Saturday, June 7, 2008

Mental illness can help create great art, no?

Psychological disorders are important to the content of my art. I say that these same disorders or mental illnesses, that I use as concepts, actually have helped artists in the past create successful fine art.

So I ask these two questions as illustrative examples:
  1. Would Vincent Van Gogh be as famous as he is without a cloud of psychological disorders surrounding his life?
  2. Would Pablo Picasso's 'blue period' painting - The Old Guitarist - be as interesting as it in fact is if it were not painted when Picasso was "blue" with depression?
The extra-ordinary states of the mind of someone who suffers from OCD, depression, bipolar disorder, etc., may have something to do with the extraordinary paintings, prints and drawings that come from the artists that suffer from them. It's not to say that artists with normal mental thoughts cannot produce arts of wonder... it is to say that many, many artworks from the past and present have been created by people who are not in a normal state of mind. Very successful, very highly valued fine art has been done by artists that suffer from mental incapacitation. It may be the disorder that creates a neurotic passion that in turn, in addition to talent of course, affords the art. And it may be as a result of these mental disorder that these extremely great works happen at all.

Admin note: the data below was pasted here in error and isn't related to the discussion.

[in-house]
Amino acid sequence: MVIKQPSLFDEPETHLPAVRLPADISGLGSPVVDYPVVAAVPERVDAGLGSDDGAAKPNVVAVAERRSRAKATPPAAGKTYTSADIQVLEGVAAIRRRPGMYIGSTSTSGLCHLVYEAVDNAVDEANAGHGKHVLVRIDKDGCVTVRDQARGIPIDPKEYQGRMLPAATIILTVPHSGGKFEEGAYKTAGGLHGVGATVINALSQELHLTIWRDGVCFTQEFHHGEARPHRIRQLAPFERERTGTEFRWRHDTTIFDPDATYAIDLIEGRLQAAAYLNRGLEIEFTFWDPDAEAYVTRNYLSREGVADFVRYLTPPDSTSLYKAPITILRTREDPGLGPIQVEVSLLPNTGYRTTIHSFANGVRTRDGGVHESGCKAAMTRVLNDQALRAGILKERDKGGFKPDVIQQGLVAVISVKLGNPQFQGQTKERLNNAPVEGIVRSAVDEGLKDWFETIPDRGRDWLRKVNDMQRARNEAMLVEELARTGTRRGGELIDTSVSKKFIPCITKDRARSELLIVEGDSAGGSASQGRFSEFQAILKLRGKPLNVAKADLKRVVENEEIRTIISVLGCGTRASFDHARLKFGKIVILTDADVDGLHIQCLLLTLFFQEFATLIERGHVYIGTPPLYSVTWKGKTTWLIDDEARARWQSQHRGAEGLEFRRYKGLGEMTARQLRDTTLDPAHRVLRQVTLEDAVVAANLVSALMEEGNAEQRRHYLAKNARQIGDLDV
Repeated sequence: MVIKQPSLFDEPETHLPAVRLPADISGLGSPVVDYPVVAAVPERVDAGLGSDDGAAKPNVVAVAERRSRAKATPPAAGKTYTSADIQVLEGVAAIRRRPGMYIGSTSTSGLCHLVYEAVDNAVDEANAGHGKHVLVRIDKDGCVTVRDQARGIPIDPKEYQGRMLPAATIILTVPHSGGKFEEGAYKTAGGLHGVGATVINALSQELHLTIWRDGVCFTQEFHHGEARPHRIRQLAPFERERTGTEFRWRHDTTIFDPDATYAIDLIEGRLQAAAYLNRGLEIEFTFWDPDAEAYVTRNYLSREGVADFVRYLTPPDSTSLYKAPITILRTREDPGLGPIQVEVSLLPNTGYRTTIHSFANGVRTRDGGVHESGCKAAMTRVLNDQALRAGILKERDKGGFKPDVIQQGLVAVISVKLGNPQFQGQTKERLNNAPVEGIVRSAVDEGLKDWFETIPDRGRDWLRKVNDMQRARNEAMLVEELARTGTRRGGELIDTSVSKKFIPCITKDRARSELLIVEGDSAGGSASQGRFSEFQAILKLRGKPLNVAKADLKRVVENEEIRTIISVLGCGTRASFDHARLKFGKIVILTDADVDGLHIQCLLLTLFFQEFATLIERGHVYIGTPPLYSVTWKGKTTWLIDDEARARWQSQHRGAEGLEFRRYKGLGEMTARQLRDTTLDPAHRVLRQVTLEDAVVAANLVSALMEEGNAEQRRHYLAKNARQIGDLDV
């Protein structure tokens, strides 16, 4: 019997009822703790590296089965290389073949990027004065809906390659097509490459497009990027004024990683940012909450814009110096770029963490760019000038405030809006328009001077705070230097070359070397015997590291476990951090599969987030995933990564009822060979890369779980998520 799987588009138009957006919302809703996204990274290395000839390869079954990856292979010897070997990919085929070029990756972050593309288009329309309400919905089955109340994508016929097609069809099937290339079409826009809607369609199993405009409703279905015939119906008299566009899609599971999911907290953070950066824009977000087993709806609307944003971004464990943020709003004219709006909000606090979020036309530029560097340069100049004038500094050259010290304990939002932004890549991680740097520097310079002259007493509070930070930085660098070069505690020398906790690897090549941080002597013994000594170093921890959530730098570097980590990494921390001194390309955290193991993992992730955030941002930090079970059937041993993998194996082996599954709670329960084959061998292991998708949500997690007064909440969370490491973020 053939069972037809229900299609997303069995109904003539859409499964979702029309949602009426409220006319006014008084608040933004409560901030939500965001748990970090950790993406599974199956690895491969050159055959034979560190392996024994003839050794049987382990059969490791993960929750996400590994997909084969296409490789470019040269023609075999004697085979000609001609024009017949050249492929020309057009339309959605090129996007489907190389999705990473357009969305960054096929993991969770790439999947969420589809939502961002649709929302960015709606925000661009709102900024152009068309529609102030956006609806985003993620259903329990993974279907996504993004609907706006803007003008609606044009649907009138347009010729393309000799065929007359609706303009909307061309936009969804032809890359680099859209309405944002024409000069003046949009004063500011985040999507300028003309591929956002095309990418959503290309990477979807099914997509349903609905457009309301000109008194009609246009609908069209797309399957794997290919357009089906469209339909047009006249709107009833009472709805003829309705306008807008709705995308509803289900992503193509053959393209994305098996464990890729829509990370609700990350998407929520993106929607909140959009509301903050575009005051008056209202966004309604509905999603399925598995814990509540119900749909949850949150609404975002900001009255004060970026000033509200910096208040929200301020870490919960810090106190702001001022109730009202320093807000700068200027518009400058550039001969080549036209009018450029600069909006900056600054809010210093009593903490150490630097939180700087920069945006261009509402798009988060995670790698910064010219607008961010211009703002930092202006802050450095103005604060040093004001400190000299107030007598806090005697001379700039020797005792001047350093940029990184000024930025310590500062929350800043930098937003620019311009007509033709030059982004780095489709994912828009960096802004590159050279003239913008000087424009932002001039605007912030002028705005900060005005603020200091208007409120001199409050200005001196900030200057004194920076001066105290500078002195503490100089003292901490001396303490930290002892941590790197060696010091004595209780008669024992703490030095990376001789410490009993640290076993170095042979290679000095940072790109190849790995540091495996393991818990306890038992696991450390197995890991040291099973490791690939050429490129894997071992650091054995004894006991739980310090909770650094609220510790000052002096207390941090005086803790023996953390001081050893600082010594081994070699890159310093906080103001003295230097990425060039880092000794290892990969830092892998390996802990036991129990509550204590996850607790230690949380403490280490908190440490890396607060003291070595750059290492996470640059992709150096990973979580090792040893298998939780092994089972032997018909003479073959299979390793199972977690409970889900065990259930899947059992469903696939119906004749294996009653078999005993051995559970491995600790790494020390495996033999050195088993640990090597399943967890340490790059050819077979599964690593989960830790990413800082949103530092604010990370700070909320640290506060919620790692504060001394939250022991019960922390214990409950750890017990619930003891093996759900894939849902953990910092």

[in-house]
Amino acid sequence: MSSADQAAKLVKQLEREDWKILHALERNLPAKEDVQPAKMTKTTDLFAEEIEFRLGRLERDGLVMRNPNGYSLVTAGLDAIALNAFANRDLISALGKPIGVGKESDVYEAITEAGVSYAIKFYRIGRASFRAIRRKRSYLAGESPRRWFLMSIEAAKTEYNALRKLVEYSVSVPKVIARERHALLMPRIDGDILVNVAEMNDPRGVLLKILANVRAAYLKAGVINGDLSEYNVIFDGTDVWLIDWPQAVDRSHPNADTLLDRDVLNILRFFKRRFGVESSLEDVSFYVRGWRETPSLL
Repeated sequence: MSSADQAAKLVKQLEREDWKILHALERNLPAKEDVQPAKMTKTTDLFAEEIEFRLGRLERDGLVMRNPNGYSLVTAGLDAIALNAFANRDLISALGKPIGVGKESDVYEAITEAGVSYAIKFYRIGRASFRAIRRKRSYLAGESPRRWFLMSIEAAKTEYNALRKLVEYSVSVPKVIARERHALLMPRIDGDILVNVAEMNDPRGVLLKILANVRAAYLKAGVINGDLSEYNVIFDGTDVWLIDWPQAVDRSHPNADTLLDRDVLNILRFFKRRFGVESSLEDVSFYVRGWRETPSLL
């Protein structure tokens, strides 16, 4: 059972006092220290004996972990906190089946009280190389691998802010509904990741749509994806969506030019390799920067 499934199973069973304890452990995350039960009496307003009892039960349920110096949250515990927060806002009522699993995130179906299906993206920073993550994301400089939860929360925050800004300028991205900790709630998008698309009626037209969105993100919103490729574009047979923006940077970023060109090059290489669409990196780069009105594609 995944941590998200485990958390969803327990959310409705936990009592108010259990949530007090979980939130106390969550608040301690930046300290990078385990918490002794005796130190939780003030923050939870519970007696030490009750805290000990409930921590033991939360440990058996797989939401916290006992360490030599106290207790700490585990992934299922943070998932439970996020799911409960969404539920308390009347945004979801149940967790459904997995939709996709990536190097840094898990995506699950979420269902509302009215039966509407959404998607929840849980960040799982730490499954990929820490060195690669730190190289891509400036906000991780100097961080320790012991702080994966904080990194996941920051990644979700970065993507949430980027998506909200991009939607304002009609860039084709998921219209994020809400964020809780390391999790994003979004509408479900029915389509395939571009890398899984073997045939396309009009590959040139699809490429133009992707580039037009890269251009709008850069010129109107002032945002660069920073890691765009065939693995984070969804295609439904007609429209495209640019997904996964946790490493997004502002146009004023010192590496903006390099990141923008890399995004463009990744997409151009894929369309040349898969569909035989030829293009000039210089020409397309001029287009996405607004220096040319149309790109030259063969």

When one looks at the world through the glasses of the mentally ill... things look different! So to say that when someone like Van Gogh self chastises himself by sleeping on the hard wood floor instead of the empty bed next to him (because of thoughts of other human beings in the world not having a bed) potentially hinges the state of the mind to a higher, more romantic level that can see views, perspectives, textures and colors that normal everyday states of mind can not.

I've often found it interesting how many of the great artists and fine artists from the past have been associated with some form of mental illness. Two examples for this post are: Vincent Willem van Gogh - any number of his pieces; and Pablo Picasso - specifically his Blue Period.

"Van Gogh cut off the lobe of his left ear during some sort of seizure on 24 December 1888. Mental problems afflicted him, particularly in the last few years of his life...There has been much debate over the years as to the source of Van Gogh's mental illness and its effect on his work. Over 150 psychiatrists have attempted to label his illness, and some 30 different diagnoses have been suggested. Diagnoses which have been put forward include schizophrenia, bipolar disorder, syphilis, poisoning from swallowed paints, temporal lobe epilepsy and acute intermittent porphyria. Any of these could have been the culprit and been aggravated by malnutrition, overwork, insomnia, and a fondness for alcohol, and absinthe in particular."

"The Old Guitarist is a painting by Pablo Picasso, painted in 1903, just after the suicide death of Picasso's close friend, Casagemas."

Let's think about these artists/artworks for a moment.

Now think about what these artworks would have looked like if these respective artists were on an SSRI (Selective serotonin reuptake inhibitors) or other class of antidepressants. Would the artists/artworks be as interesting or successful if they had been dulled by a brain balancing chemical like Zoloft. What would the art look like without the contribution of the disorderly, unbalanced mental state at the time of creation? Without these mental attributions, would these pieces even be worth blogging about?


Anonymous said...

Aothere example is Edvard Munch's 'Scream'